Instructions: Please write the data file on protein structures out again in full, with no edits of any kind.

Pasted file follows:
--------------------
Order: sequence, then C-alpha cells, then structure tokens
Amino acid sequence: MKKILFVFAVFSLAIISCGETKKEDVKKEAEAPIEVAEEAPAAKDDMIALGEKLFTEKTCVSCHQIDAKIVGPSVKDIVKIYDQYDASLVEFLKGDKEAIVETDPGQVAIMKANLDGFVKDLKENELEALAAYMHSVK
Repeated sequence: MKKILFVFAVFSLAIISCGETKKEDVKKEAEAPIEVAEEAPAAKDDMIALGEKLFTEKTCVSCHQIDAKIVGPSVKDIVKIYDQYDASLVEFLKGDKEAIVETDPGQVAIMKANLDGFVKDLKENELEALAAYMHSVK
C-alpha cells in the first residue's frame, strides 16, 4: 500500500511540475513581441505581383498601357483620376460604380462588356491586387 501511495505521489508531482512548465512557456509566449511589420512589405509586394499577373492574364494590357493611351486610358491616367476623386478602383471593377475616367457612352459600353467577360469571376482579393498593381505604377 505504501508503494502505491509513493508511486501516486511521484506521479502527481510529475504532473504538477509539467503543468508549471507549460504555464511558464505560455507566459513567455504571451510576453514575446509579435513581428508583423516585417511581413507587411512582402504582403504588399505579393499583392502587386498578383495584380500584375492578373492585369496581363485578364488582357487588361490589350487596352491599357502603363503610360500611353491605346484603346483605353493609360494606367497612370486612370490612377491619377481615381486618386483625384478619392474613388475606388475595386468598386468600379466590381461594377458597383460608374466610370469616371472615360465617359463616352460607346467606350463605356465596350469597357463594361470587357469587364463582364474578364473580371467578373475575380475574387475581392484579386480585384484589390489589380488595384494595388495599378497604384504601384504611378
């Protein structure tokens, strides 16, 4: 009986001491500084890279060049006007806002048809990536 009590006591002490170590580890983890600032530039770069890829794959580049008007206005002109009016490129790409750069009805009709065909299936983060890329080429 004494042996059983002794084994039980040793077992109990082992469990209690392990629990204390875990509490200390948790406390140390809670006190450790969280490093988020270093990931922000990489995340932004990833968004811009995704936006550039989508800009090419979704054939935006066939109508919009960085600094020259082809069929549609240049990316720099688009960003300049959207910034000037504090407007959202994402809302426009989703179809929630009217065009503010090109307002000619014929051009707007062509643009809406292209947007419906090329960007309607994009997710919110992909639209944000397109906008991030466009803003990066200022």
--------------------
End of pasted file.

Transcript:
Order: sequence, then C-alpha cells, then structure tokens
Amino acid sequence: MKKILFVFAVFSLAIISCGETKKEDVKKEAEAPIEVAEEAPAAKDDMIALGEKLFTEKTCVSCHQIDAKIVGPSVKDIVKIYDQYDASLVEFLKGDKEAIVETDPGQVAIMKANLDGFVKDLKENELEALAAYMHSVK
Repeated sequence: MKKILFVFAVFSLAIISCGETKKEDVKKEAEAPIEVAEEAPAAKDDMIALGEKLFTEKTCVSCHQIDAKIVGPSVKDIVKIYDQYDASLVEFLKGDKEAIVETDPGQVAIMKANLDGFVKDLKENELEALAAYMHSVK
C-alpha cells in the first residue's frame, strides 16, 4: 500500500511540475513581441505581383498601357483620376460604380462588356491586387 501511495505521489508531482512548465512557456509566449511589420512589405509586394499577373492574364494590357493611351486610358491616367476623386478602383471593377475616367457612352459600353467577360469571376482579393498593381505604377 505504501508503494502505491509513493508511486501516486511521484506521479502527481510529475504532473504538477509539467503543468508549471507549460504555464511558464505560455507566459513567455504571451510576453514575446509579435513581428508583423516585417511581413507587411512582402504582403504588399505579393499583392502587386498578383495584380500584375492578373492585369496581363485578364488582357487588361490589350487596352491599357502603363503610360500611353491605346484603346483605353493609360494606367497612370486612370490612377491619377481615381486618386483625384478619392474613388475606388475595386468598386468600379466590381461594377458597383460608374466610370469616371472615360465617359463616352460607346467606350463605356465596350469597357463594361470587357469587364463582364474578364473580371467578373475575380475574387475581392484579386480585384484589390489589380488595384494595388495599378497604384504601384504611378
């Protein structure tokens, strides 16, 4: 009986001491500084890279060049006007806002048809990536 009590006591002490170590580890983890600032530039770069890829794959580049008007206005002109009016490129790409750069009805009709065909299936983060890329080429 004494042996059983002794084994039980040793077992109990082992469990209690392990629990204390875990509490200390948790406390140390809670006190450790969280490093988020270093990931922000990489995340932004990833968004811009995704936006550039989508800009090419979704054939935006066939109508919009960085600094020259082809069929549609240049990316720099688009960003300049959207910034000037504090407007959202994402809302426009989703179809929630009217065009503010090109307002000619014929051009707007062509643009809406292209947007419906090329960007309607994009997710919110992909639209944000397109906008991030466009803003990066200022």